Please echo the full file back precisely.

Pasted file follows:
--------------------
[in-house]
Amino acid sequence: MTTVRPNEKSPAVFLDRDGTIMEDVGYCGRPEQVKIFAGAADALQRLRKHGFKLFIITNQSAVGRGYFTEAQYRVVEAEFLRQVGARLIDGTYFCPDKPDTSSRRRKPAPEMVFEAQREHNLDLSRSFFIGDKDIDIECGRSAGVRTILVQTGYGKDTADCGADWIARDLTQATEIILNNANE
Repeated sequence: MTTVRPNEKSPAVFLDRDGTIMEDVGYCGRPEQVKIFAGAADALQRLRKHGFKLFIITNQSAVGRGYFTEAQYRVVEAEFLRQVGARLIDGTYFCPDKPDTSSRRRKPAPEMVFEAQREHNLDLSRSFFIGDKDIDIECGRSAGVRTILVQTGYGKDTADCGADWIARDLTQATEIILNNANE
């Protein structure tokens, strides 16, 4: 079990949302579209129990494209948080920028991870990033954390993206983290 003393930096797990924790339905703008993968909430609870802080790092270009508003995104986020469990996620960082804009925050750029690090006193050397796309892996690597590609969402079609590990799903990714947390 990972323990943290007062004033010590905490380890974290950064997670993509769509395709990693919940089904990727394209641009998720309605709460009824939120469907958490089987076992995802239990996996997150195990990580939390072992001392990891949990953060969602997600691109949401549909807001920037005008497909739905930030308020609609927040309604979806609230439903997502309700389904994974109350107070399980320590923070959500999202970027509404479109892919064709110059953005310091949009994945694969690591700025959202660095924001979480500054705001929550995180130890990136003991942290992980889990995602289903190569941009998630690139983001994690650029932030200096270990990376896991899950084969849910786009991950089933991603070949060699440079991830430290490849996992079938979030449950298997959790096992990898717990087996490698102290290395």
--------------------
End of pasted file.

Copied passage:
[in-house]
Amino acid sequence: MTTVRPNEKSPAVFLDRDGTIMEDVGYCGRPEQVKIFAGAADALQRLRKHGFKLFIITNQSAVGRGYFTEAQYRVVEAEFLRQVGARLIDGTYFCPDKPDTSSRRRKPAPEMVFEAQREHNLDLSRSFFIGDKDIDIECGRSAGVRTILVQTGYGKDTADCGADWIARDLTQATEIILNNANE
Repeated sequence: MTTVRPNEKSPAVFLDRDGTIMEDVGYCGRPEQVKIFAGAADALQRLRKHGFKLFIITNQSAVGRGYFTEAQYRVVEAEFLRQVGARLIDGTYFCPDKPDTSSRRRKPAPEMVFEAQREHNLDLSRSFFIGDKDIDIECGRSAGVRTILVQTGYGKDTADCGADWIARDLTQATEIILNNANE
């Protein structure tokens, strides 16, 4: 079990949302579209129990494209948080920028991870990033954390993206983290 003393930096797990924790339905703008993968909430609870802080790092270009508003995104986020469990996620960082804009925050750029690090006193050397796309892996690597590609969402079609590990799903990714947390 990972323990943290007062004033010590905490380890974290950064997670993509769509395709990693919940089904990727394209641009998720309605709460009824939120469907958490089987076992995802239990996996997150195990990580939390072992001392990891949990953060969602997600691109949401549909807001920037005008497909739905930030308020609609927040309604979806609230439903997502309700389904994974109350107070399980320590923070959500999202970027509404479109892919064709110059953005310091949009994945694969690591700025959202660095924001979480500054705001929550995180130890990136003991942290992980889990995602289903190569941009998630690139983001994690650029932030200096270990990376896991899950084969849910786009991950089933991603070949060699440079991830430290490849996992079938979030449950298997959790096992990898717990087996490698102290290395």